However, Kaplan granted the company's motion to the extent that it seeks dismissal of the res judicata defense.

"The crux of the motion is the contention that the Lago Agrio judgment should not be recognized or enforced by reason of fraud," the judge wrote.

"As the foregoing demonstrates, the LAPs' procurement of the termination of judicial inspections, the adoption of the global assessment, and the appointment of (expert Richard Stalin) Cabrera (Vega) all unquestionably were tainted."

He continued, "The secret participation of the LAP team in Cabrera's activities and its secret drafting of the bulk of Cabrera's report were tainted as well."

Moreover, the judge said there are "serious questions" concerning the preparation of the judgment itself.

"But it cannot be said at this stage of the proceedings that Chevron is entitled to a determination in its favor as to the recognizability and enforceability of the judgment or the collateral estoppel defense in view of the issues as to whether any of this materially affected Chevron's ability fully to present its defense or corrupted the judicial process so as to warrant such a determination," Kaplan wrote.

Kent Robertson, a spokesman for Chevron, said in an email Tuesday that the judge's ruling "clears the way" for the company to challenge the enforceability of the judgment in the federal court.

Meanwhile, Karen Hinton, a spokeswoman for the Ecuadorians, said Tuesday her clients viewed Kaplan's decision as "yet another setback" for Chevron.

"The rainforest communities in Ecuador who have fought to hold Chevron accountable will continue to take all necessary and proper legal measures to seize Chevron assets to ensure that their legal rights are vindicated and that Chevron complies with its legal obligations," she said in a statement.

"We also note that Kaplan's refusal to grant Chevron's request that the Ecuador judgment be rendered unenforceable on summary judgment is yet another rebuke to the oil giant's fabricated fraud charges -- this time by a judge favored by Chevron who has shown a consistent bias against the indigenous and farmer communities who for decades have fought to hold Chevron accountable for criminal misconduct that has decimated their cultures and caused widespread health and economic problems to thousands of people."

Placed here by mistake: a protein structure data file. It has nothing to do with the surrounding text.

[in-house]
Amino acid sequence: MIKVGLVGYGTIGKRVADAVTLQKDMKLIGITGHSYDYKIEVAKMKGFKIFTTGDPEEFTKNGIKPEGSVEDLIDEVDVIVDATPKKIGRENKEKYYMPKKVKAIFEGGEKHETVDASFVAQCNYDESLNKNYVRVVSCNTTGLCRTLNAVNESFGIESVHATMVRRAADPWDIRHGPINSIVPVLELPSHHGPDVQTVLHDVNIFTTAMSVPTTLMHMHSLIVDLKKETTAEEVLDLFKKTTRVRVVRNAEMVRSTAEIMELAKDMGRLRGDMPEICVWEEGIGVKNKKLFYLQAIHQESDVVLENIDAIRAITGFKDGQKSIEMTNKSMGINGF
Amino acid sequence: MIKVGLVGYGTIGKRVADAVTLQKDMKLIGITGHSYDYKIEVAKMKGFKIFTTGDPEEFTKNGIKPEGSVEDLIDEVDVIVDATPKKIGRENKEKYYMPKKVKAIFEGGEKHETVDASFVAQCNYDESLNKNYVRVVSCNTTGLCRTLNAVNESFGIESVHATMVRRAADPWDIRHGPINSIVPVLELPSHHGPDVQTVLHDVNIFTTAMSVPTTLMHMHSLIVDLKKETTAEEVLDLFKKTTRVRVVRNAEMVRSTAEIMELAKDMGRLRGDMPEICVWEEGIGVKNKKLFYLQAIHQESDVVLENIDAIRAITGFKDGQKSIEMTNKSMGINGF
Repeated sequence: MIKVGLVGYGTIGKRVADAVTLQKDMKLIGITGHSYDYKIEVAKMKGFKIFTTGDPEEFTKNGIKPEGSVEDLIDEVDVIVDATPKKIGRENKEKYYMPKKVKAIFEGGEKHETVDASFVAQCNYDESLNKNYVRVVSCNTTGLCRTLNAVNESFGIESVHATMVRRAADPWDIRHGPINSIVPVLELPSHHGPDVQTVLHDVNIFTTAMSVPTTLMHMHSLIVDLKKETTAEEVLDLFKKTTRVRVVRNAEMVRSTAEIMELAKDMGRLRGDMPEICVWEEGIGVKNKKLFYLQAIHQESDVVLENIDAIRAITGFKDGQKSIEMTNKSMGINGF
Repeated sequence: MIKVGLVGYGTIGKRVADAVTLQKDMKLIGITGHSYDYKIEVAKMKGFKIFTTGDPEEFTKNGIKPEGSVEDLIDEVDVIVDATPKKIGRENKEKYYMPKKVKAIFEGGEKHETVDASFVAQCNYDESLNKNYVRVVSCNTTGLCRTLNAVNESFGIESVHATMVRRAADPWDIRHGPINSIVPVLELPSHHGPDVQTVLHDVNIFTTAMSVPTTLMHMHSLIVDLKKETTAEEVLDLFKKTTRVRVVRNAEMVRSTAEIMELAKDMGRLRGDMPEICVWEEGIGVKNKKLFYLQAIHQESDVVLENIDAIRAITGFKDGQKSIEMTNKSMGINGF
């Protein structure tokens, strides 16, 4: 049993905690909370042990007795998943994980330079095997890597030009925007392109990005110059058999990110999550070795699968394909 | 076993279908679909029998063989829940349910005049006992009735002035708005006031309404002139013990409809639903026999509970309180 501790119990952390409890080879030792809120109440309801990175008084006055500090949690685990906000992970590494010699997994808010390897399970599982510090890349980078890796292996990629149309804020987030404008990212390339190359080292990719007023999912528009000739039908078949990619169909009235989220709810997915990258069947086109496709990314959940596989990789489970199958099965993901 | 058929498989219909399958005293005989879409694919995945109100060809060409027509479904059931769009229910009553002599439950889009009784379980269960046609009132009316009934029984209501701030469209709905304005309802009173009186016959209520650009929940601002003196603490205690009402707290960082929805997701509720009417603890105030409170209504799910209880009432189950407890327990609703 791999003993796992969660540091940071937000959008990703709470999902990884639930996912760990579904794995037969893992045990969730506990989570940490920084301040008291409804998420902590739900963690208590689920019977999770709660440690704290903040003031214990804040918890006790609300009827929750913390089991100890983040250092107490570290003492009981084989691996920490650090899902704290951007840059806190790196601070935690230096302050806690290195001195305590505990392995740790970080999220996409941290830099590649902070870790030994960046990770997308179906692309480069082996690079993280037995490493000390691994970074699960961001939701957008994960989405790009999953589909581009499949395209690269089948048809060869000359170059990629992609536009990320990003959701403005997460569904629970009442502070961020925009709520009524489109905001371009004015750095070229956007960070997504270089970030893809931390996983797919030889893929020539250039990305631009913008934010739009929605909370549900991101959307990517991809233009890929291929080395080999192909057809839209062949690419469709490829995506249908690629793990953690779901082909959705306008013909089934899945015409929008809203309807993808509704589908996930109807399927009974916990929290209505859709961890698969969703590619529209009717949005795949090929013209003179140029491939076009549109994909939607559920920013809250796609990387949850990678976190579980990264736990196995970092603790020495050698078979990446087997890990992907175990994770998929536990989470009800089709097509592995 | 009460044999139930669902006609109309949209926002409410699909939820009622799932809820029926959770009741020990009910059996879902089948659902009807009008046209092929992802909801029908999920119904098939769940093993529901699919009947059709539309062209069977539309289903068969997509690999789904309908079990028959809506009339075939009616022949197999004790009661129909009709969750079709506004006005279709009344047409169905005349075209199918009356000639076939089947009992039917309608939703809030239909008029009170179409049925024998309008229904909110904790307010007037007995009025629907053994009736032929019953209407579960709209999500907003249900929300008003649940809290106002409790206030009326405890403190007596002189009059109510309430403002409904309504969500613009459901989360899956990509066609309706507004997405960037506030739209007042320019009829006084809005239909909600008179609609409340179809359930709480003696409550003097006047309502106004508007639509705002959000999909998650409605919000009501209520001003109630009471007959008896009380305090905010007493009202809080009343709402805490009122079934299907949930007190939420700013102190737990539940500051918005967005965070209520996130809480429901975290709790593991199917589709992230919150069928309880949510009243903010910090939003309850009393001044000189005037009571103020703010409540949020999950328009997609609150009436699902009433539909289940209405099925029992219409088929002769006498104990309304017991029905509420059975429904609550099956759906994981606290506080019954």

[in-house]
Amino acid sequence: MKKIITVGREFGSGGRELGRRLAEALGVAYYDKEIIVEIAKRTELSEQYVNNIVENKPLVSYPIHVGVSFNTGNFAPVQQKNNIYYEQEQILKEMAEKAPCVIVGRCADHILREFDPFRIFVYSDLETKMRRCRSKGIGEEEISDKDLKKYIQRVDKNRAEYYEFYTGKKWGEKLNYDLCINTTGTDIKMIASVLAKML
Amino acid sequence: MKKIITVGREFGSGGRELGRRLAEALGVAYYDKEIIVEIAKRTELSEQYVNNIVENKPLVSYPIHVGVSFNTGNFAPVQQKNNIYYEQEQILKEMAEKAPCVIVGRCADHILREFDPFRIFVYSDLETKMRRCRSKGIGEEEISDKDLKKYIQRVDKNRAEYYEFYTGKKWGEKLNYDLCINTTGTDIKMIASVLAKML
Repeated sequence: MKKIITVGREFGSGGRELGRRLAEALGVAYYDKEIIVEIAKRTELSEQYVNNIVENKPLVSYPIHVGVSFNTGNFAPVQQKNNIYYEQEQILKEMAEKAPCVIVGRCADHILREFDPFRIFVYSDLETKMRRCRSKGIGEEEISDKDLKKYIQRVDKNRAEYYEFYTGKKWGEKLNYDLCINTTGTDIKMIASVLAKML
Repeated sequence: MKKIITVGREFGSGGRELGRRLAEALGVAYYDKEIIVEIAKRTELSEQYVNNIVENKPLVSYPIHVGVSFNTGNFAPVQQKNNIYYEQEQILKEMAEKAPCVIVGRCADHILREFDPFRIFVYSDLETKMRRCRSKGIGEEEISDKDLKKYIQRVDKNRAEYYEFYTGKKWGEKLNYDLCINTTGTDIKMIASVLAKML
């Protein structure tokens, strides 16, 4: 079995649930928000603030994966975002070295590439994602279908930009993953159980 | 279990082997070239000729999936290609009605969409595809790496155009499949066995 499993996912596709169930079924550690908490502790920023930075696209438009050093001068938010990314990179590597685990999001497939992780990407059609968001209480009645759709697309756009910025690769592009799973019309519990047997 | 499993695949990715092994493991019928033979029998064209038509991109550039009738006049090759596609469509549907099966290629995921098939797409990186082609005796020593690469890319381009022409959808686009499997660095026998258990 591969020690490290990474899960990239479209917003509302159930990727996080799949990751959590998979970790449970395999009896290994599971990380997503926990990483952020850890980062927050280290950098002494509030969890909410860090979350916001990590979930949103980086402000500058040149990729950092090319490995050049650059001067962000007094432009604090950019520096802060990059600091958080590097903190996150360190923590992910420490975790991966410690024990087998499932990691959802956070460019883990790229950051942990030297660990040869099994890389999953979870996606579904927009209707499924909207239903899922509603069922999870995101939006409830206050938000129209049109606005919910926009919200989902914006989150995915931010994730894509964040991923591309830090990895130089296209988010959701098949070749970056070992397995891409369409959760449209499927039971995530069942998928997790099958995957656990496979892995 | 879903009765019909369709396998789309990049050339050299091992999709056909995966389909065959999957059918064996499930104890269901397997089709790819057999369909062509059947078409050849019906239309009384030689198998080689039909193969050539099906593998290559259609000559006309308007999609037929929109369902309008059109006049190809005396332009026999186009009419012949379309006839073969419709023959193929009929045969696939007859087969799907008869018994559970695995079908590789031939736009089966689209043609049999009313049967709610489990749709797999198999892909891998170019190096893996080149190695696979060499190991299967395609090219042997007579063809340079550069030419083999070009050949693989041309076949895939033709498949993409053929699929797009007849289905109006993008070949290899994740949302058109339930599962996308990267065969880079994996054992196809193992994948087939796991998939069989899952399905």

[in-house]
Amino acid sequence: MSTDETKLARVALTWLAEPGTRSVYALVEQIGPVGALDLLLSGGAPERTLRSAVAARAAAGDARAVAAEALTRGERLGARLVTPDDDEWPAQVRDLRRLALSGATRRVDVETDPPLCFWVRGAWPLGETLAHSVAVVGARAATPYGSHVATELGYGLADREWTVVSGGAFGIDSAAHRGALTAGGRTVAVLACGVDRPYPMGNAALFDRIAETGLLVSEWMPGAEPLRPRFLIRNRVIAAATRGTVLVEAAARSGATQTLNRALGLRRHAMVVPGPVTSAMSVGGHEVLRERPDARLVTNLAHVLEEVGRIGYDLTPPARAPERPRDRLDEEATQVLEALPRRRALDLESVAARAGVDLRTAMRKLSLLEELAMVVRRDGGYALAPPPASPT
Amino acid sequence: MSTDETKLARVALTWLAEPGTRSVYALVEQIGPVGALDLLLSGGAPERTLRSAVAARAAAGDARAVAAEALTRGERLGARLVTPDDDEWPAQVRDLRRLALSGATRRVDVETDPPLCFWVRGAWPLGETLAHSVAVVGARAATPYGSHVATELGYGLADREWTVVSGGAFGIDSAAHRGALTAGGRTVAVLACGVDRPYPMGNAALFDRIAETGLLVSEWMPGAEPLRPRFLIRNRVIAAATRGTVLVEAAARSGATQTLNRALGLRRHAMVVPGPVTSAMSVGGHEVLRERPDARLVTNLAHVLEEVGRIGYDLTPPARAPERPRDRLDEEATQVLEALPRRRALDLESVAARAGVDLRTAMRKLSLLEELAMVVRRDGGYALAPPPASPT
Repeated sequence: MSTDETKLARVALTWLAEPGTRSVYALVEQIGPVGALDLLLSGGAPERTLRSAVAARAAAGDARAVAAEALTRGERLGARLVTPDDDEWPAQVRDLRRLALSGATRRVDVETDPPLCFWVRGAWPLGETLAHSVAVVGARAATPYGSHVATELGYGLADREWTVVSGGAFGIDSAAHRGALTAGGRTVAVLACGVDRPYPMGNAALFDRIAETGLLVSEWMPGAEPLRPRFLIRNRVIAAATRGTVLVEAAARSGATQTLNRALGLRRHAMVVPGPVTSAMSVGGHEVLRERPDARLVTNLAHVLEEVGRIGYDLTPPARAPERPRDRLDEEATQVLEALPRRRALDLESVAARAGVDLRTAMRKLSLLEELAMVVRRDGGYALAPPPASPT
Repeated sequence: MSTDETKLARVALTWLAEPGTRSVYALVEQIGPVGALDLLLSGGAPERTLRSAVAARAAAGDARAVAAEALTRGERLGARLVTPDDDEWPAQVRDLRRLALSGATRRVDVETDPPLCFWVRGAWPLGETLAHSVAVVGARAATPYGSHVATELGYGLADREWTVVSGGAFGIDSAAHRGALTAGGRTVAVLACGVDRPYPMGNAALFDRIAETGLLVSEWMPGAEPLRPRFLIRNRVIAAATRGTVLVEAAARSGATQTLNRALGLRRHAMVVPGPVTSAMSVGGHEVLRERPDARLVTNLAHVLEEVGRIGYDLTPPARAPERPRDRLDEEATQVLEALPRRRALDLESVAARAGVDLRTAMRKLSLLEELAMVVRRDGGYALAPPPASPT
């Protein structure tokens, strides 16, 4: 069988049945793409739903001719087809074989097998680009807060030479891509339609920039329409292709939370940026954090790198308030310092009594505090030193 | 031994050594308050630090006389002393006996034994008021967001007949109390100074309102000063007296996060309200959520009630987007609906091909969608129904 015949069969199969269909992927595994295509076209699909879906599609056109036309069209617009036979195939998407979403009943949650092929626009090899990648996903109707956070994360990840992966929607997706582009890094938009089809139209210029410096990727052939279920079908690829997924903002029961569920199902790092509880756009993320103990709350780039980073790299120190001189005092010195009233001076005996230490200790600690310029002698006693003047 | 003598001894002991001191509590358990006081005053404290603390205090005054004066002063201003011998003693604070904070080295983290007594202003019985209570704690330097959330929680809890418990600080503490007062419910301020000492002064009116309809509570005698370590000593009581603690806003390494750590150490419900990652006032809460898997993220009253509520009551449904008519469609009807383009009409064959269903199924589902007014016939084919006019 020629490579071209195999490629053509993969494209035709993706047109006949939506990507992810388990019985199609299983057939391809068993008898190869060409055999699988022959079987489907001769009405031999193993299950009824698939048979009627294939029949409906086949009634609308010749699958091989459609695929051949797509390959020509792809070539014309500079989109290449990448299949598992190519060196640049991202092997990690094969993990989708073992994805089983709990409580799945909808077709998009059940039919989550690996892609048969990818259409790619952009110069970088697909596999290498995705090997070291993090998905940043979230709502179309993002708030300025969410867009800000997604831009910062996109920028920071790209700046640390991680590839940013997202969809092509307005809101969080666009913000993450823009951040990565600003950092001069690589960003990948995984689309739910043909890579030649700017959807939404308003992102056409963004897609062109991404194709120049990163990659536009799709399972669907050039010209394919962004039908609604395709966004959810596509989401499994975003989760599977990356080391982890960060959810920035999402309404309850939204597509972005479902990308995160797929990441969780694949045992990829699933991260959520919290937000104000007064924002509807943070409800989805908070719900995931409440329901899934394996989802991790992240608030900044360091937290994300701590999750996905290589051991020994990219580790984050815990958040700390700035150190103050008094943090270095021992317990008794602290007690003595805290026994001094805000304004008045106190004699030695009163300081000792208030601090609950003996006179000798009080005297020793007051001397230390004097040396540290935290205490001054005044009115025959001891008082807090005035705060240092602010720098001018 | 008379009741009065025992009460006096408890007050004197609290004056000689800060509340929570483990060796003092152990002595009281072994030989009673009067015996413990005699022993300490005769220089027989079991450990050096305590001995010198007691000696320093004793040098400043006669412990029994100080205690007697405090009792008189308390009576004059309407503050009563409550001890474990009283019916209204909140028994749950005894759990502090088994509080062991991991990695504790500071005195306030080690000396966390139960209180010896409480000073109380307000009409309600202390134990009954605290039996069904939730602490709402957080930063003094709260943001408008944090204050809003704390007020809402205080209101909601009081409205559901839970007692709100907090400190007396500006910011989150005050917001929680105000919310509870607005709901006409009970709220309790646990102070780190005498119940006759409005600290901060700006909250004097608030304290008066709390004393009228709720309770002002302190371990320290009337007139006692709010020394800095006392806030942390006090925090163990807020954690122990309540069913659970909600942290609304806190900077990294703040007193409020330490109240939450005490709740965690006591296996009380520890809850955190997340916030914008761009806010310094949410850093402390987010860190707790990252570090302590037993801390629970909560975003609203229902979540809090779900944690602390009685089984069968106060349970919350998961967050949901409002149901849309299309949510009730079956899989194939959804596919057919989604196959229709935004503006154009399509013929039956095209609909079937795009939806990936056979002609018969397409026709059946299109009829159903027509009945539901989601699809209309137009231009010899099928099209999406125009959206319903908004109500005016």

In rejecting the "heart" of the company's request for summary judgment, Hinton said the judge rendered a ruling "consistent" with recent decisions of appellate courts in both the United States and Ecuador, which determined that no U.S. court has the legal authority to block enforcement of the Ecuador judgment.

"We remind observers that the proceedings before Judge Kaplan are and will be irrelevant to the enforcement proceedings now underway in Canada, Brazil and other countries where such actions might be filed," she added.

In May, the Ecuadorians hit Chevron with another lawsuit, this time in Canada, in hopes the company would comply with the $18 billion judgment.

Canada has a law that allows interest to run on a foreign judgment during the enforcement process, potentially adding to the judgment already facing the company.

The Ecuadorians said they were forced to file the enforcement action because Chevron refuses to pay the judgment imposed by the Ecuadorian court last year.

From Legal Newsline: Reach Jessica Karmasek by email at jessica@legalnewsline.com.